The Ayutthaya army besieged the for several months. In order to complete the production on time, the filmmakers decided to end Ong Bak 2 with a ending, and then continue the story in a sequel, , which was announced to begin production for a 2009 release. Summary The film could be seen as a creative exploration of what a martial arts film could be in a truly post-modern context. In reality, this sequel is only loosely connected to the original, retaining Tony Jaa and his martial-arts while transplanting the action to the 15th century and giving him a new character to play. Later in an interview with the press, Tony Jaa stated that the production was on hiatus because could not release the obligated funding for the film.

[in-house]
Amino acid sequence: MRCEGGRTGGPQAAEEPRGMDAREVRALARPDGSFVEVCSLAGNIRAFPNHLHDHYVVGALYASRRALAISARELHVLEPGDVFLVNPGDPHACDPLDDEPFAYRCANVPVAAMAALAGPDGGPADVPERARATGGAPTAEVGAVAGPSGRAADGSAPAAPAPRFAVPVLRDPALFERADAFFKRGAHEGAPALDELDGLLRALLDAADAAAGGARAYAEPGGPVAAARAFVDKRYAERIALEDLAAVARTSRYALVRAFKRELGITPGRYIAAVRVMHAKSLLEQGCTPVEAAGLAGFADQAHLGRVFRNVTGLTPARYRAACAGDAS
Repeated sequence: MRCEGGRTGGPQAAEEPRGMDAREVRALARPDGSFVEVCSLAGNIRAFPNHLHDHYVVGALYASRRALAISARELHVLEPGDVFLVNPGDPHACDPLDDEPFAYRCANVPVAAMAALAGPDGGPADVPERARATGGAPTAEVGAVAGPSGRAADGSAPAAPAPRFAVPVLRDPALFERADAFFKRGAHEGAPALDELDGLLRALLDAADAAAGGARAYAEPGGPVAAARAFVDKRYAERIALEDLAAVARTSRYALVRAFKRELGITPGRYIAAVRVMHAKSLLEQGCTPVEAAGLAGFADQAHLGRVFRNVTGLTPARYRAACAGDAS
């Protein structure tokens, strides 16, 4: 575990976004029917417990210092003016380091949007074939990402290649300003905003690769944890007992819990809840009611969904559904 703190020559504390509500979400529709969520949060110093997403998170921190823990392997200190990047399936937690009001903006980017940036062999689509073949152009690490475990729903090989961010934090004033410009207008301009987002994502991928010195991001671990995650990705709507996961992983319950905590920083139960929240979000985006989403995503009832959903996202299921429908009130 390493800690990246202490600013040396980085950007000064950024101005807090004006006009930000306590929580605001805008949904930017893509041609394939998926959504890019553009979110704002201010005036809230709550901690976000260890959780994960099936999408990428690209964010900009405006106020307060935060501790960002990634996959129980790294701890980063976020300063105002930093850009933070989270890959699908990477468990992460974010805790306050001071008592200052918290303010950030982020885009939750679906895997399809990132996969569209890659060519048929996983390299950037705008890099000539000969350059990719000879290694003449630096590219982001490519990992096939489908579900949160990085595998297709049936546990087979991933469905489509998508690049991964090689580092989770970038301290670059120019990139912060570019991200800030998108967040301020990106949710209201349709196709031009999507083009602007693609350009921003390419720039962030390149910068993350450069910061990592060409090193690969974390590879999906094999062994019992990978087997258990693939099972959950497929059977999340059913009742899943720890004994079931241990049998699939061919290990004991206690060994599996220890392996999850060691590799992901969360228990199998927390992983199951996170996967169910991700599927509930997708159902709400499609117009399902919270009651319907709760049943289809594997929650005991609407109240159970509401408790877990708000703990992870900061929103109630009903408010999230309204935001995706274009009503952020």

I detested the ending which wrapped everything up so conveniently I don't buy the Karma bit , or left subplots such as the romantic angle as something to be dwelled upon later though I believe romance never really was an issue at all in Jaa's movies , leaving doors wide open for another film. Ong Bak 2 did better at the Thai box office than 's previous film,. No official release date has been announced. Unlike its predecessor however, which had a contemporary and realistic setting, Ong Bak 2 is actually set in 15th century and as such, could be described as a with elements of combined, and has nothing to do with the original Ong-Bak. But that doesn't mean you're going to lose out, because like any self-respecting martial arts film, the camera stays still when it should be and at a sane distance away to capture all the action comfortably, and the editing doesn't cut in and mess up the sequence. As well as the different historical setting to Jaa's previous films, Ong Bak 2 has taken a notably grittier and bloodier direction.